Men are so beautiful when they’re done struggling for the surface. The water plays through their silken hair. Its texture is like nothing on the ocean’s floor. Believe me, my sisters and I have searched for hundreds of years for its match. The only thing I miss after they give up and go limp is the way their eyes sparkle and dance in the moonlight. Before I clutch them to my breast and bring them into our world.
The tender kisses I cover them with never seem to be enough to sustain them though. Marea and Sirena join me. Brushing lips against chilling eyelids; tracing fingertips along waxen cheeks. The men’s mouths fall open like the curious fish that swim near, searching for an easy meal. When they get too close to my prize, I lash out with claws and teeth.
“Esfera,” Marea pouts, moving away from the light-haired beauty in my arms, “he’s gone as cold as the northern waters.”
Larger fish -- eyes cold and dead too -- swirl into view, drawn by the blood that seeps from the holes in this one’s chest. Wounds that smell like metal and sulphur. Still, these creatures continue to move and live, so why can’t this perfect human? I give my love one last kiss goodbye before letting him sink down, down, down. He reaches up for me. Perhaps it’s a trick of the light.
“It’s late.” Sirena flicks her fins past my outstretched hands. “Let’s go back home and sleep.”
Marea nods her head in agreement. She clicks her teeth together, a false shiver. We prefer the icy waters this time of year. It makes our blood race through our veins that much faster. More than that, the low temperature is good for our skin. Barnacles and other free-riders stick to the warmer coastal tides. Though we have managed to attract the attention of an adult remora. She asks for nothing, simply cleans one sister’s scales and then the next. We’ve named her Vuela because of the way the V sound vibrates in our throats.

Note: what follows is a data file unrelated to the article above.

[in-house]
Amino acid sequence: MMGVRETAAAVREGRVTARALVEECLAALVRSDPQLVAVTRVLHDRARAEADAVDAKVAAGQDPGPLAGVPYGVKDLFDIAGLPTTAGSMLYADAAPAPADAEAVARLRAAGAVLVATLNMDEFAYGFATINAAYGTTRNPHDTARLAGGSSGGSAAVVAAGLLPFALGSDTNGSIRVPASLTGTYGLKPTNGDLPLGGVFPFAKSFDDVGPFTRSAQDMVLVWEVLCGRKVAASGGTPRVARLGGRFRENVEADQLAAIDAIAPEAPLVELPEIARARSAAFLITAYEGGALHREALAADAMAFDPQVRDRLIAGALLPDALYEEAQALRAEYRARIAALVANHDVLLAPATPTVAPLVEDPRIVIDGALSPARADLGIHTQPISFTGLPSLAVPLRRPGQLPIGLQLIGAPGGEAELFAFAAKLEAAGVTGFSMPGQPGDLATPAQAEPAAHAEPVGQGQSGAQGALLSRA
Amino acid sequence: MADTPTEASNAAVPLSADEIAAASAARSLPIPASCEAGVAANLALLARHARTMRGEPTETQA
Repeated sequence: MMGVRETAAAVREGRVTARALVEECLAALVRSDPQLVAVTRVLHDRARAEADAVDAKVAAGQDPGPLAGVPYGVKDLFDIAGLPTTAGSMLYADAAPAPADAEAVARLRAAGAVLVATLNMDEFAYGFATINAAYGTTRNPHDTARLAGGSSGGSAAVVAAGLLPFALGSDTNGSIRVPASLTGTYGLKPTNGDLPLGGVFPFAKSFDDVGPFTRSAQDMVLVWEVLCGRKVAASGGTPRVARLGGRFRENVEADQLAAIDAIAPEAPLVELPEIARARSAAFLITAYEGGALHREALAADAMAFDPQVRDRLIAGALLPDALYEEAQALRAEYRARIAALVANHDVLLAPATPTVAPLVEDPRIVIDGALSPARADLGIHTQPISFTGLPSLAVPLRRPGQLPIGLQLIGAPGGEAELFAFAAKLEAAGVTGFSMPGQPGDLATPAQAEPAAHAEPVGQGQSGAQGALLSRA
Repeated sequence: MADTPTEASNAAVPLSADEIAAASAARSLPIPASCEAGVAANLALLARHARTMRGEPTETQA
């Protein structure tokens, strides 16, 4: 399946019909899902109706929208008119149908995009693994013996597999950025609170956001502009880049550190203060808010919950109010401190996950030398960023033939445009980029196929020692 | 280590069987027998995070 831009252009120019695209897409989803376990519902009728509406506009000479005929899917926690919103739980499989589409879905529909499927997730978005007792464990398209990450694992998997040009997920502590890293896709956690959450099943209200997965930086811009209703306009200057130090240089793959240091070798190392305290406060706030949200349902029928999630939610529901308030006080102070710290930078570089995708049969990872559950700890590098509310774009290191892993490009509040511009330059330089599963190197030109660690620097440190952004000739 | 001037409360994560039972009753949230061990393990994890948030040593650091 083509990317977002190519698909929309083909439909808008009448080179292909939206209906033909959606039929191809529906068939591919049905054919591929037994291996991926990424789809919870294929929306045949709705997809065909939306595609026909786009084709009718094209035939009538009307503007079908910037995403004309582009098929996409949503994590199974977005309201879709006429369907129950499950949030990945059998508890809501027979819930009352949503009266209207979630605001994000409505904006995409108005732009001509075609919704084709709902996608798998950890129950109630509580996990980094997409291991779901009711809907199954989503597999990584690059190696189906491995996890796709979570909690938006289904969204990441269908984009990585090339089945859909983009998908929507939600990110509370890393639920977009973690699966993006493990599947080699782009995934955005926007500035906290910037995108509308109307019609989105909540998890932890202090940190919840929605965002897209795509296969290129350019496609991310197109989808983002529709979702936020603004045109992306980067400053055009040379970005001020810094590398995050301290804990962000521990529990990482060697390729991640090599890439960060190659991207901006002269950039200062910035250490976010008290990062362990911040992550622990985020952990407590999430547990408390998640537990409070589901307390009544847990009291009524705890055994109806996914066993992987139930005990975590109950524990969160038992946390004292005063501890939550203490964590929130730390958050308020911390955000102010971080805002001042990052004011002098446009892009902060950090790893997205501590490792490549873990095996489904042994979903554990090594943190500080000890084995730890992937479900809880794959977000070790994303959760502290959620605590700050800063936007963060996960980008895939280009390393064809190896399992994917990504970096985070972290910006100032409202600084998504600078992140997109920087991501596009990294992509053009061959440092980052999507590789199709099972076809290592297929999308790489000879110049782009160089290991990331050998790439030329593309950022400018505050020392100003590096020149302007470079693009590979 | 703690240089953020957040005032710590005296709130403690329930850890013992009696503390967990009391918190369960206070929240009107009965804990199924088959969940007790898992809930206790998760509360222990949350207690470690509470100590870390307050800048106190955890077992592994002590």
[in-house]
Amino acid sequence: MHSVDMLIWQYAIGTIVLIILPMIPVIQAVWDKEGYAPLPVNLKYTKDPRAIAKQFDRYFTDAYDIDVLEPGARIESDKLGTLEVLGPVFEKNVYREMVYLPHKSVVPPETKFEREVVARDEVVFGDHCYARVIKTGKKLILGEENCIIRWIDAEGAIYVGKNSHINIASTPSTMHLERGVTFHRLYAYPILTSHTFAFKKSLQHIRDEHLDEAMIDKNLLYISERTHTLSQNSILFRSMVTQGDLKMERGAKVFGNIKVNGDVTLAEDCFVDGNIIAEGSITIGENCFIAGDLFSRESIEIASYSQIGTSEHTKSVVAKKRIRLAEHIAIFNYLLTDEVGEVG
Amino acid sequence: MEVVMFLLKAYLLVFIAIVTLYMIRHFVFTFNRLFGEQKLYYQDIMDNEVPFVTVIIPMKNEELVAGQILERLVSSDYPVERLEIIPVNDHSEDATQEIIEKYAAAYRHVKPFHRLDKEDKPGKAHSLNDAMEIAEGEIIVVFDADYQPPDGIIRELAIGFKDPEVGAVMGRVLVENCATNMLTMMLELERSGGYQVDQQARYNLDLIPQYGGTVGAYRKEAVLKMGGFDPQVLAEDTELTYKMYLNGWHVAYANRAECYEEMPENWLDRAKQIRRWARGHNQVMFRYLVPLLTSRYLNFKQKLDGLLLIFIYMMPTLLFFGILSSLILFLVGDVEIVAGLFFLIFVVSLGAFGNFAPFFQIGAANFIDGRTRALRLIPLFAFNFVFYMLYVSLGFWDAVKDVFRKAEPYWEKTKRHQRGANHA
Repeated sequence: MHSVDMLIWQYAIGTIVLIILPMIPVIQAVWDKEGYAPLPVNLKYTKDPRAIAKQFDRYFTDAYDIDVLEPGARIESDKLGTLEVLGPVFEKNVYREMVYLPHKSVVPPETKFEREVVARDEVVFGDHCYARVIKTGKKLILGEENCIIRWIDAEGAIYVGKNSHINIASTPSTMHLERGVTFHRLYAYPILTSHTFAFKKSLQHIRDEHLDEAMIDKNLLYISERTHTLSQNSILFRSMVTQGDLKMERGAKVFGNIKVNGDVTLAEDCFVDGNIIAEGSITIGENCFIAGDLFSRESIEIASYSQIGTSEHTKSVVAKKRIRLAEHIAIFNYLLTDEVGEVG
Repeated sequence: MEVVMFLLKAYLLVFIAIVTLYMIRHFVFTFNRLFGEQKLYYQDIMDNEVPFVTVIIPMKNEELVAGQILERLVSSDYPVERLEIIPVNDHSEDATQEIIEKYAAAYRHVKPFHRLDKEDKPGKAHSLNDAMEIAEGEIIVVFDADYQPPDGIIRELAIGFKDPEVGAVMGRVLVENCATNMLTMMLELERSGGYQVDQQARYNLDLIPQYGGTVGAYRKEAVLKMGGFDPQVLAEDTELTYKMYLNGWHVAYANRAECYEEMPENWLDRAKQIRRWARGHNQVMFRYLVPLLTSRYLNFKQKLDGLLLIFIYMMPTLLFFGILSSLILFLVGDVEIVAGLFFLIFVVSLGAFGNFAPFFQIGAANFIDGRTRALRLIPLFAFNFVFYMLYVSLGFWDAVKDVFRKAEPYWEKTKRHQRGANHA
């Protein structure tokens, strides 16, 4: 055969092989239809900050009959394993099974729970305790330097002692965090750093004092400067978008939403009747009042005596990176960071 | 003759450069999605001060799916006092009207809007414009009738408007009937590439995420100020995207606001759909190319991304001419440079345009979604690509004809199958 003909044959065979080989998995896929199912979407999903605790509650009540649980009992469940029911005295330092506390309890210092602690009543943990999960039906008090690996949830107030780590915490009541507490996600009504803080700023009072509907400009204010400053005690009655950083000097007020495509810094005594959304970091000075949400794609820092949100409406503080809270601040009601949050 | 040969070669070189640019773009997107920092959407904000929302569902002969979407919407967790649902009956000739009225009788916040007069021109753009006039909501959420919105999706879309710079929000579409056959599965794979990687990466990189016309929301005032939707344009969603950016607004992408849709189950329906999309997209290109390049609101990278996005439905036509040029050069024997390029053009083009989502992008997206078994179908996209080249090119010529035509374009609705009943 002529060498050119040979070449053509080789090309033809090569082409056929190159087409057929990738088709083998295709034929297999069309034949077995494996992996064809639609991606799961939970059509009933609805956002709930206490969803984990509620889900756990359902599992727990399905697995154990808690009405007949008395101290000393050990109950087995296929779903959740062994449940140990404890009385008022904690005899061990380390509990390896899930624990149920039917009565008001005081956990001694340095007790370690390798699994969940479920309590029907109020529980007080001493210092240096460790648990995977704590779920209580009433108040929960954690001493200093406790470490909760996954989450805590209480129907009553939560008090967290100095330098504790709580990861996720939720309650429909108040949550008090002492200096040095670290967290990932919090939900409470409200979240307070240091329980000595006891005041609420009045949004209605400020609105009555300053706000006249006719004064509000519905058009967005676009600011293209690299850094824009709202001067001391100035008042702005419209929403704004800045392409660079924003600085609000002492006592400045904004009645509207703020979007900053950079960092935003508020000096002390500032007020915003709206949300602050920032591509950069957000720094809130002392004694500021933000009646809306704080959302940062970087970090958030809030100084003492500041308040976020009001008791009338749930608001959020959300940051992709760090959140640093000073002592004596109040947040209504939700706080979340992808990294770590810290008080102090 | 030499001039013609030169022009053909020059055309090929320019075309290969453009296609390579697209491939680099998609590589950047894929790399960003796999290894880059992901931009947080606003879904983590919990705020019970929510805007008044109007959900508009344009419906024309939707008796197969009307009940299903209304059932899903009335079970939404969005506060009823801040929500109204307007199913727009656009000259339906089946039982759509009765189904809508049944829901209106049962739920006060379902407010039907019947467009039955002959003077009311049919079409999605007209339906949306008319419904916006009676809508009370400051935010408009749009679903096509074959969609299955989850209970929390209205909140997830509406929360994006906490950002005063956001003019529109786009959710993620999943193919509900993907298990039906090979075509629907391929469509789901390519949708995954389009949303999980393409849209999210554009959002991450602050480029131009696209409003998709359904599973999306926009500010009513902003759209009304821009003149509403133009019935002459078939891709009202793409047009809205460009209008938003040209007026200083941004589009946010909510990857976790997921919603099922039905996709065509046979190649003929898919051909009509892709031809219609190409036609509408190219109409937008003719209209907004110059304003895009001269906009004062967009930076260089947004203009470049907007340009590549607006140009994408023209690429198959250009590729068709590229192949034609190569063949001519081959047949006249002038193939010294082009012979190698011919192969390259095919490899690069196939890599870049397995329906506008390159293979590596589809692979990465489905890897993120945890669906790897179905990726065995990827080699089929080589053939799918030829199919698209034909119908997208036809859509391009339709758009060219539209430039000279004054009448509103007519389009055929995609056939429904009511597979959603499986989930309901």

The swim to our new grotto doesn’t take long. Marea shows off by breaching the surface and crashing back down like a dolphin. I join her. The sea spray tastes good in our laughing mouths. Sirena hangs back with Vuela. Stroking her thin dorsal flairs. Cooing at her as if she’s a fingerling.
We nestle ourselves together near the fissure at the bottom. It belches oxygen and heat. Nurse sharks lay near it, motionless and silent, but do not bite us as we snuggle beside them. Heads rest against backs, shoulders, and arms. We fall into the easy sleep the laden bubbles bring. And there I dream of him: The one who will be able to return my love in equal measure. He’s bright-eyed and dark-haired and thrilling in the slants of light.
Sirena sucks in. “Can you taste them? Men.”
We three clasp hands and swim lazily towards the moonlight. Dawn is not far off, but the water matches the sky in inky color. Flashes of red and orange spark across the heavens, blotting out the stars in their wake. The smell of acrid smoke drifts from the land and hangs in the air. At the surface, we carefully peek out. There are several ships in the water. No lights. No sounds. We know they are filled with men because we can smell the imitation of brine that permeates their thick clothes. We can hear the throbbing of their hearts, even over the slap of water against the metal hulls. I lick my lips and look to my sisters, who have already positioned themselves to begin their seductive song.
‘Come away, O human child!
To the waters and the wild
With a faery, hand in hand,
For the world’s more full of weeping than you can understand.’*
The sweet sound fills the air. More pure than any dove’s morning song. More wholesome than a calf’s first cry to its whale mother. Hardly before we have woven our first piece of magic, there’s the heart-warming splash.
More words are crushed with a command to be silent. We sisters three need little more invitation to slip beneath the almost morning waters and rescue our fortunate treasure. This one will be loved. This one will survive. I have dreamed it.